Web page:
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Here’s where things got messy.

I didn’t end up getting my visa to travel to Iran, and I called American Airlines and convinced them to drop my first segment without re-pricing my award or changing me a change fee, or so I thought. I arrived at Doha to check-in for my flight early because I wanted to spend the whole day in the lounge and Qatar’s check-in agents weren’t able to get me checked in for my flight due to a missed segment from Shiraz to Doha.

Unfortunately, since it was the middle of the night in the US, there was nothing the American Airlines phone agents could do until the ticketing center opened up in the morning. I waited for around 6 hours, constantly checking in about the status so I could find out if I was going to make my flight. American Airlines finally got everything sorted and I still was able to spend about an hour in the lounge.

But, by the time I got to Abu Dhabi and on my Etihad Apartment flight, I just wasn’t excited about flying anymore and I had so much travel still ahead of me.

When I think about it now, I know that I could have spent fewer miles to fly on Qatar Airways in Business Class from Doha to Chicago and a short segment on American Airlines back to Detroit. My travel time would have been less, I would have spent fewer miles, and I likely wouldn’t have been absolutely exhausted by the time I arrived at home. That’s not to say that I won’t go out of my way for a specific award redemption in the future, but I am a lot more cautious about how I plan things.

Final Thoughts

I would imagine many of you can relate to some of these experiences. While you might not have flown through a hurricane, I’d be willing to bet many of you have experienced bad turbulence, customer service fails, and super uncomfortable flights.

If, by some miracle, you haven’t. Give it time. You will.

The important thing is to remember that these isolated experiences aren’t a reflection on travel in general. We’ve already talked about our favorite flight experiences so you know there are many amazing experiences waiting to be had.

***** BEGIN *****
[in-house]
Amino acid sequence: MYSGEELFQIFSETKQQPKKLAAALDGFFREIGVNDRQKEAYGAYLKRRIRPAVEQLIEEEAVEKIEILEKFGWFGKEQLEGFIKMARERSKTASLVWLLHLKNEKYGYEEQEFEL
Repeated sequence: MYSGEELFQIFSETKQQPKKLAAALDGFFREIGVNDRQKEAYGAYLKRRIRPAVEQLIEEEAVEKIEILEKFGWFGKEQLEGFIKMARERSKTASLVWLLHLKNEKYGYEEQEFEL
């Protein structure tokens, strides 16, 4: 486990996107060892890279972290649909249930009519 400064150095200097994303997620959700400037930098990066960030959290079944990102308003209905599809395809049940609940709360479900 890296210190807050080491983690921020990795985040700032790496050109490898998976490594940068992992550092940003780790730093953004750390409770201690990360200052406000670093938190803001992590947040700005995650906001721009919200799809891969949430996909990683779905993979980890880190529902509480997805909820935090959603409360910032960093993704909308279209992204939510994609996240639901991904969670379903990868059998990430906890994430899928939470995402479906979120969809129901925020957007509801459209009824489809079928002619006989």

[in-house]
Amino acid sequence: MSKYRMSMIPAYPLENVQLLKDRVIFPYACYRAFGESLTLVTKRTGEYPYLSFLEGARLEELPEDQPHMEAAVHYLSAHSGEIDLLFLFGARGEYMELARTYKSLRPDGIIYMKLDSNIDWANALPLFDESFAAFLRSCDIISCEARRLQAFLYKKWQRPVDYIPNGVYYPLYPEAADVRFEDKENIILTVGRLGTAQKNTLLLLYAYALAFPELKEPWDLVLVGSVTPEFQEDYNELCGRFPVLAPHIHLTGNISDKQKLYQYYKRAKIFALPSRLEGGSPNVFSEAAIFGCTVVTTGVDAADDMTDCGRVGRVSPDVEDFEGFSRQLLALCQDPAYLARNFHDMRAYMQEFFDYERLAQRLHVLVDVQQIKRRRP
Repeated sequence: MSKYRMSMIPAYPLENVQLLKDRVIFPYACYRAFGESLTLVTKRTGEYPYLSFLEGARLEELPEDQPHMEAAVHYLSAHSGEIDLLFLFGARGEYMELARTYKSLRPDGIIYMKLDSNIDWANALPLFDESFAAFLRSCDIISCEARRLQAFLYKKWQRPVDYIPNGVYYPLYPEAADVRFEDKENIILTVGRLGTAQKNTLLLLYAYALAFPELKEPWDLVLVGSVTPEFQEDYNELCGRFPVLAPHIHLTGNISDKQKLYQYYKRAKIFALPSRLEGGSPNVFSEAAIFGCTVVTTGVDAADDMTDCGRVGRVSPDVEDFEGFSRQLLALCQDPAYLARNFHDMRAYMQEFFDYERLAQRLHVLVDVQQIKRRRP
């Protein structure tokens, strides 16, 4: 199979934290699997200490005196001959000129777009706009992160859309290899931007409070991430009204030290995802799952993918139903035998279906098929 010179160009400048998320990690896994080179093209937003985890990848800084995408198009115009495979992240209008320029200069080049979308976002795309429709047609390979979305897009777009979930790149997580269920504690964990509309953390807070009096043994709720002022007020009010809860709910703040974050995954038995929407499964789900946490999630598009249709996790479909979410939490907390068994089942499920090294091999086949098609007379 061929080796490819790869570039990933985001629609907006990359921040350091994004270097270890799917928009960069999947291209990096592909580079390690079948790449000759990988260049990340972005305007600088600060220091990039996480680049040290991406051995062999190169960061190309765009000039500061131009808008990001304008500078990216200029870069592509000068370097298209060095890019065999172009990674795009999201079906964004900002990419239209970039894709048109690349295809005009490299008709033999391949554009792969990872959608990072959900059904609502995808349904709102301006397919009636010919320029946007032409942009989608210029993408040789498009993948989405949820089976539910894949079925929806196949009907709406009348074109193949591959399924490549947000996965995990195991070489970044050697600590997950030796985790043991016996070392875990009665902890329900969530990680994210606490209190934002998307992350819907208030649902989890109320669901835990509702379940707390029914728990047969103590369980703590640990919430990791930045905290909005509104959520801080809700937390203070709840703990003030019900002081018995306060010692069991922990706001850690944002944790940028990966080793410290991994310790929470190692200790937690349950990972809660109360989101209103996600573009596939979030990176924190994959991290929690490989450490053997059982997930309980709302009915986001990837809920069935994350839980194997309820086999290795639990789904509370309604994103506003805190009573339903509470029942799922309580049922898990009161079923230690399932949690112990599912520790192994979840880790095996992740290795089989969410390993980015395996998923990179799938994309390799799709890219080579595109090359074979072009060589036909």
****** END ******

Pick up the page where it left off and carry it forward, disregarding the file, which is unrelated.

Hopefully, you don’t find these flight experiences discouraging and can laugh them off along with us.

Now, let us know about your worst flight experiences in the comments.

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About the Author

Spencer Howard is the Editor in Chief of 10xTravel. He is also the founder of Straight To The Points where he publishes Award Alerts, an email newsletter that provides great business and first class award booking opportunities complete with dates and the best ways to book. He enjoys long walks through the airport and taking in airplane views from lounges. He’s obsessed (no, really) with finding creative ways to earn and redeem miles and points and...

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4 Responses to “Our Worst Flight Experiences”

JFK to LAX in the mid 1980s. Company booked me and my travel companion in the last row of an L1011, the last row of smoking on the plane. Practically ended up with black lung from just that one flight.

My worst flight experience goes back to the 80s when travel to Australia was rare and Pan Am was still around. We were traveling SFO-Sydney for my work in business class but the nonstop flight only operated Monday, Wednesday, and Friday. My husband had some work-related reason to change our flight, and we had to connect through Honolulu in the middle of the night. Unfortunately, business class from Sydney was somehow oversold (the entire flight was full) Because we had made a late change, my husband was bumped back to economy. I was blissfully settled before takeoff when my husband appeared to say, “I can’t sit in that seat.“ Somewhat exasperated I went back to look at his seat and he wasn’t kidding. He had been assigned the middle seat of the very back row (no recline). The aisle seat was occupied by a woman too large to fit the seat with the armrest lowered. This was then about a 10 hour flight with no seat recline and, essentially, half of an economy center seat.